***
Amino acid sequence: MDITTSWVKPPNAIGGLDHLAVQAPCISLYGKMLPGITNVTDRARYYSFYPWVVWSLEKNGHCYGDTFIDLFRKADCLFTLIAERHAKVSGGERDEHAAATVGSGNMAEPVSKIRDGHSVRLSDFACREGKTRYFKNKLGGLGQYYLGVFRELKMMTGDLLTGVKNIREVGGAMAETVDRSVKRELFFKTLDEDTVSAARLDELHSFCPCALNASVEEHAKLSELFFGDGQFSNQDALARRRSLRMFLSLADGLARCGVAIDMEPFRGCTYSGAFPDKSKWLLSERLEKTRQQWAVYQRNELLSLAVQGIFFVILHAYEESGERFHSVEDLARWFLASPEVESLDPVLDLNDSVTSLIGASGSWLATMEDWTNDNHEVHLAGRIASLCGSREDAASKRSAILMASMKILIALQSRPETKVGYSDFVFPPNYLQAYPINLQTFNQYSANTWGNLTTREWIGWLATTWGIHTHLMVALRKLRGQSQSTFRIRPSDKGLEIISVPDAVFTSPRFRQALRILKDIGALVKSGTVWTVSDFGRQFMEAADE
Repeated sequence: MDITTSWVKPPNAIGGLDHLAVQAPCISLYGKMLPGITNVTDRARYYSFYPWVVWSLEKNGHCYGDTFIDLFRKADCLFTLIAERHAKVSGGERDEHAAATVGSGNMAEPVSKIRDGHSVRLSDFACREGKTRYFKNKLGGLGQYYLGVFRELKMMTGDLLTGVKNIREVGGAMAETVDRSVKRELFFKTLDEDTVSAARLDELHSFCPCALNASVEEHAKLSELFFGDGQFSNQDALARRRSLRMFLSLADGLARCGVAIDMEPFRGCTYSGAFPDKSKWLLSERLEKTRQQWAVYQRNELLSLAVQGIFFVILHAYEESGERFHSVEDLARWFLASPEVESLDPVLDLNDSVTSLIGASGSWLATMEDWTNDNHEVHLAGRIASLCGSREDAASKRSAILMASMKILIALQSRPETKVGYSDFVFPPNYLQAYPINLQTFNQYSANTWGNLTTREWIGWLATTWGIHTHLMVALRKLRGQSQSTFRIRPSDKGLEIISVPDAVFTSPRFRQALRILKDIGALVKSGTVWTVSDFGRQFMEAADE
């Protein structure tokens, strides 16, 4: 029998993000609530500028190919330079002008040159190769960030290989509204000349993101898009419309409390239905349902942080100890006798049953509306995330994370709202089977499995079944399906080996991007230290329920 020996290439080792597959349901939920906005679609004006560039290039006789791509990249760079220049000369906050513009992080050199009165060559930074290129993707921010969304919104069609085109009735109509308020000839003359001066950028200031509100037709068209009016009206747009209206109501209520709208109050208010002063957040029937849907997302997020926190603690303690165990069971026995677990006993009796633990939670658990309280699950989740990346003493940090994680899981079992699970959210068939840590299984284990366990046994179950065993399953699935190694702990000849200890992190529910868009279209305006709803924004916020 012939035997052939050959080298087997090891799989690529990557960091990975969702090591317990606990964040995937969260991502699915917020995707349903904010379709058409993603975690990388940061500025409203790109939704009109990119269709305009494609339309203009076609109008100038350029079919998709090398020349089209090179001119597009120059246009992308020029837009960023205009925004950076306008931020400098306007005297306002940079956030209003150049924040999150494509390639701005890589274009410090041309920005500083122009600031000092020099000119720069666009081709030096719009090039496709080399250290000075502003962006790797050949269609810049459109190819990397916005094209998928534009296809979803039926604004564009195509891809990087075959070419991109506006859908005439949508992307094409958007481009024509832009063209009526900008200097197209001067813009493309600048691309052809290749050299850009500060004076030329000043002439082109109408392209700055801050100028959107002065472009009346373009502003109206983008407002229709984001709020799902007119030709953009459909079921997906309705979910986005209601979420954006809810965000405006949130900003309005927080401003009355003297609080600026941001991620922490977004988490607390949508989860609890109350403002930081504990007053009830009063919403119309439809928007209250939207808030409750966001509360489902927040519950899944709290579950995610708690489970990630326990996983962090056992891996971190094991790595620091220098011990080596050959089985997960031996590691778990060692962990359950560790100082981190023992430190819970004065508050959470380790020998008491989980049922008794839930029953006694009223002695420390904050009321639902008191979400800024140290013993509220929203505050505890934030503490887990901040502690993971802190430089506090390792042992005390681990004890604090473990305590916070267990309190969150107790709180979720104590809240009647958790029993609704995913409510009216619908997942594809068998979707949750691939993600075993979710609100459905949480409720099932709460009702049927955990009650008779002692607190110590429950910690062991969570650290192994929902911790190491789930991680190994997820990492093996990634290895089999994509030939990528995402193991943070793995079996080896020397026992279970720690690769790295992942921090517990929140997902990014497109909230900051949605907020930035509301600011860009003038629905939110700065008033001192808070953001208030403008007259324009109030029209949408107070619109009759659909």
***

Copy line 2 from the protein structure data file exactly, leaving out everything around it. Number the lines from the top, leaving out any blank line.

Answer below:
Repeated sequence: MDITTSWVKPPNAIGGLDHLAVQAPCISLYGKMLPGITNVTDRARYYSFYPWVVWSLEKNGHCYGDTFIDLFRKADCLFTLIAERHAKVSGGERDEHAAATVGSGNMAEPVSKIRDGHSVRLSDFACREGKTRYFKNKLGGLGQYYLGVFRELKMMTGDLLTGVKNIREVGGAMAETVDRSVKRELFFKTLDEDTVSAARLDELHSFCPCALNASVEEHAKLSELFFGDGQFSNQDALARRRSLRMFLSLADGLARCGVAIDMEPFRGCTYSGAFPDKSKWLLSERLEKTRQQWAVYQRNELLSLAVQGIFFVILHAYEESGERFHSVEDLARWFLASPEVESLDPVLDLNDSVTSLIGASGSWLATMEDWTNDNHEVHLAGRIASLCGSREDAASKRSAILMASMKILIALQSRPETKVGYSDFVFPPNYLQAYPINLQTFNQYSANTWGNLTTREWIGWLATTWGIHTHLMVALRKLRGQSQSTFRIRPSDKGLEIISVPDAVFTSPRFRQALRILKDIGALVKSGTVWTVSDFGRQFMEAADE